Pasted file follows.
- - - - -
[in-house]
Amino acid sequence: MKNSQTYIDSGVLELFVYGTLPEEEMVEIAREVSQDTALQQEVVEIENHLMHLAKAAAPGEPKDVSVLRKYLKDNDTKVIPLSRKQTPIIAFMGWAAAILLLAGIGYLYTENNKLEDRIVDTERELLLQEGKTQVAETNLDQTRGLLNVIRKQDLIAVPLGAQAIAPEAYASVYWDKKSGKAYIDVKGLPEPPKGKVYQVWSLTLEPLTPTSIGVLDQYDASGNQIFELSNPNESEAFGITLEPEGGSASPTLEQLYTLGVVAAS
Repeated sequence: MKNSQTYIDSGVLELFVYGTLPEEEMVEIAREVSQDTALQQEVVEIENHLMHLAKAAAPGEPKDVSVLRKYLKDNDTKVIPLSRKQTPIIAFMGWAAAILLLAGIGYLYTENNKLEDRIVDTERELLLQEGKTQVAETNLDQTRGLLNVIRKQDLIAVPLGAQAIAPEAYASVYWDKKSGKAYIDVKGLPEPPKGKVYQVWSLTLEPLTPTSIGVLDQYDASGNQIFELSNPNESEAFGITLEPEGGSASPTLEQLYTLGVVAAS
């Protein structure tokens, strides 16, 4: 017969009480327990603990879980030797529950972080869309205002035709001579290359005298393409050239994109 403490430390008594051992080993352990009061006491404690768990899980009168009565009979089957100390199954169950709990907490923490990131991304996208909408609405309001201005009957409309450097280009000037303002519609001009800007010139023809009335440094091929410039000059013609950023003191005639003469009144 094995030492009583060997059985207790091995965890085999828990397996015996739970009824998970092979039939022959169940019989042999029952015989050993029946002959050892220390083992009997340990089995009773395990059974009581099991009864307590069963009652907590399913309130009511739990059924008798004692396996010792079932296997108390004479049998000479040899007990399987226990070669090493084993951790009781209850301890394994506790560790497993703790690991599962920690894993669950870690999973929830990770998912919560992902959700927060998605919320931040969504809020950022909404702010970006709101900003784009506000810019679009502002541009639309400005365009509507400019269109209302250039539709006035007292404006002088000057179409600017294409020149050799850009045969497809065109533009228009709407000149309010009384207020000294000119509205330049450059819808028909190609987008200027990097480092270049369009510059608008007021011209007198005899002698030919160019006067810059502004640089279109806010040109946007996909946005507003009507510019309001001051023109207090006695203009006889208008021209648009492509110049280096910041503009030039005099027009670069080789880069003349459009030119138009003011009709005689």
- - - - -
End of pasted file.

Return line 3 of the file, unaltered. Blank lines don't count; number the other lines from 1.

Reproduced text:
Repeated sequence: MKNSQTYIDSGVLELFVYGTLPEEEMVEIAREVSQDTALQQEVVEIENHLMHLAKAAAPGEPKDVSVLRKYLKDNDTKVIPLSRKQTPIIAFMGWAAAILLLAGIGYLYTENNKLEDRIVDTERELLLQEGKTQVAETNLDQTRGLLNVIRKQDLIAVPLGAQAIAPEAYASVYWDKKSGKAYIDVKGLPEPPKGKVYQVWSLTLEPLTPTSIGVLDQYDASGNQIFELSNPNESEAFGITLEPEGGSASPTLEQLYTLGVVAAS